A lot of people have aging life insurance policies of various kinds that are no longer needed and/or about to lapse. The normal course is to just let them lapse but with some planning, these various types of life insurance policies can be used to shield future taxable income. Here are some examples of how:
Joe has a $500,000 universal life policy that he bought 20 years ago. He has paid $20,000 in total premiums over the years, but the policy has not performed as projected due to very low interest rates and is now close to lapsing without value. If he no longer needs the insurance coverage, instead of just letting the policy lapse, he could exchange it for an annuity. There is a potential compelling benefit for recommending annuities in this case.
When Joe exchanges the life policy into the annuity, the annuity now has a tax basis of $20,000. That means he could deposit a lump of cash into the annuity and the first $20,000 of growth would be tax free. If Joe deposits $50,000 into the annuity and it grows to $70,000 over the next few years, at that point he has a $70,000 value with a tax basis of $70,000 ($20,000 exchange + $50,000 deposit). (For related reading, see: Cash Value vs. Surrender Value: What Is the Difference?)
With tax basis equal to value, the annuity can be surrendered with no tax (or 10% penalty even if he is under age 59½).
While most people would probably not think of the above technique, an even less understood possibility exists with term insurance. Assume now that Joe purchased a 20-year level term premium policy 20 years ago and has paid total premiums of $20,000. Now the premium is about to increase dramatically and Joe doesn’t need the insurance. Following the same logic above, he can exchange the term policy into an annuity and get the same result.
While this technique is generally accepted, it is important in this case to make sure ahead of time that the old and new insurance carriers will properly execute the exchange.
Besides the potential tax benefits, this strategy can provide a college financial aid planning bonus. Like retirement accounts, a deferred annuity is not a reportable asset on the Free Application for Federal Student Aid (FAFSA). If Joe is in the years leading up to his kid(s) applying to and paying for college, this would keep the $50,000 from showing as an available parent asset. The eventual withdrawal from the annuity, even if it is non-taxable, will be reportable as income on the FAFSA, so the timing of that withdrawal would be better if later in the kid(s) college years.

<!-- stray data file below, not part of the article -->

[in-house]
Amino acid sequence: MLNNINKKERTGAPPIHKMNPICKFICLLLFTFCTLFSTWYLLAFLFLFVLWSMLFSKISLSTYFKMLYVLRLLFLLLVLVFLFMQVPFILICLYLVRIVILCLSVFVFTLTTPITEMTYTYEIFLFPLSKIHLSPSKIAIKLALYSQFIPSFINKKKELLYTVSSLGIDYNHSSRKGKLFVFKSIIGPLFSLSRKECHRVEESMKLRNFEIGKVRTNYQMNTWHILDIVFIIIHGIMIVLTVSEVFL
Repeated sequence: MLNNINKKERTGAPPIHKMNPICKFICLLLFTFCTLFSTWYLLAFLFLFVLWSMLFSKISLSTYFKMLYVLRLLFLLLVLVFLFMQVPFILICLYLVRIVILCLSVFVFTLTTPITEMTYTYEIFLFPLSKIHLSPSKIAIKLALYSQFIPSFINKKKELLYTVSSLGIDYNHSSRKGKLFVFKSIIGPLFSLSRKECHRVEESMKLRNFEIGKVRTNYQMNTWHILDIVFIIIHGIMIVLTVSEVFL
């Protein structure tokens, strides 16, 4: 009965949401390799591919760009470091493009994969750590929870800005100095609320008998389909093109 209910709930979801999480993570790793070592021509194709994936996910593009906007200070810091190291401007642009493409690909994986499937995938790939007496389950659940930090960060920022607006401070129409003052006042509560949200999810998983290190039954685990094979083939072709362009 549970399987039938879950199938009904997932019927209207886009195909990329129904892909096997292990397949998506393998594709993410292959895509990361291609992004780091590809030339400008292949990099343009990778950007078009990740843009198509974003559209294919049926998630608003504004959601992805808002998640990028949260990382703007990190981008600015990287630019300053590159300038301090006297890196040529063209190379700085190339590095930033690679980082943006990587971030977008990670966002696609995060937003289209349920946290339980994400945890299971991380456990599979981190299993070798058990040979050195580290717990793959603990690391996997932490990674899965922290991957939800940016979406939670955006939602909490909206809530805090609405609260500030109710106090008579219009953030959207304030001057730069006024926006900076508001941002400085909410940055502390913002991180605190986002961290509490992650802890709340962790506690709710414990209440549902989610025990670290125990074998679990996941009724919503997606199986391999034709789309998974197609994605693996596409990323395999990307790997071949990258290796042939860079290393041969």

This approach has an advantage over a 529 college savings plan for two reasons. First, if the funds aren’t used for college, no big deal because the $20,000 growth isn’t going to be taxable in any case. 529 savings, with some exceptions, must be used for college expenses to get tax-free growth and avoid a 10% penalty. Also, assuming the 529 plan is owned by one of the parents, which is usually the case, it will be considered a parental asset in the FAFSA calculation.
Things to Consider
Several things should be considered when exploring such a strategy:
- Is there still need for life insurance and how can that need be met?
- Is an annuity, whether fixed, indexed or variable, an attractive investment vehicle in the scope of the total investment plan?
- Is there enough basis being carried over in the exchange to make this worthwhile? How much in taxes will be saved?
- What is the likely timing of withdrawal from the annuity and does that properly coordinate with other elements of the financial plan?
Also know that Section 1035, the tax code section that provides for exchanges among life insurance and annuities, is very specific and knowing what can and cannot be done is critical in getting this right. Just as in most financial planning applications, each set of facts calls for careful planning and application of the law. Before surrendering or lapsing that old policy that has run its course, see if there is an opportunity to repurpose into something that can add additional value going forward. (For more from this author, see: The Impact of New Tax Code on Financial Planning.)
Disclosure: Any information presented here is general in nature, believed to be reliable as of the date published and is not intended to be and should not be taken as legal, tax, investment or individual financial planning advice. Competent, licensed professionals should be consulted when implementing any kind of financial, estate, tax or investment strategy.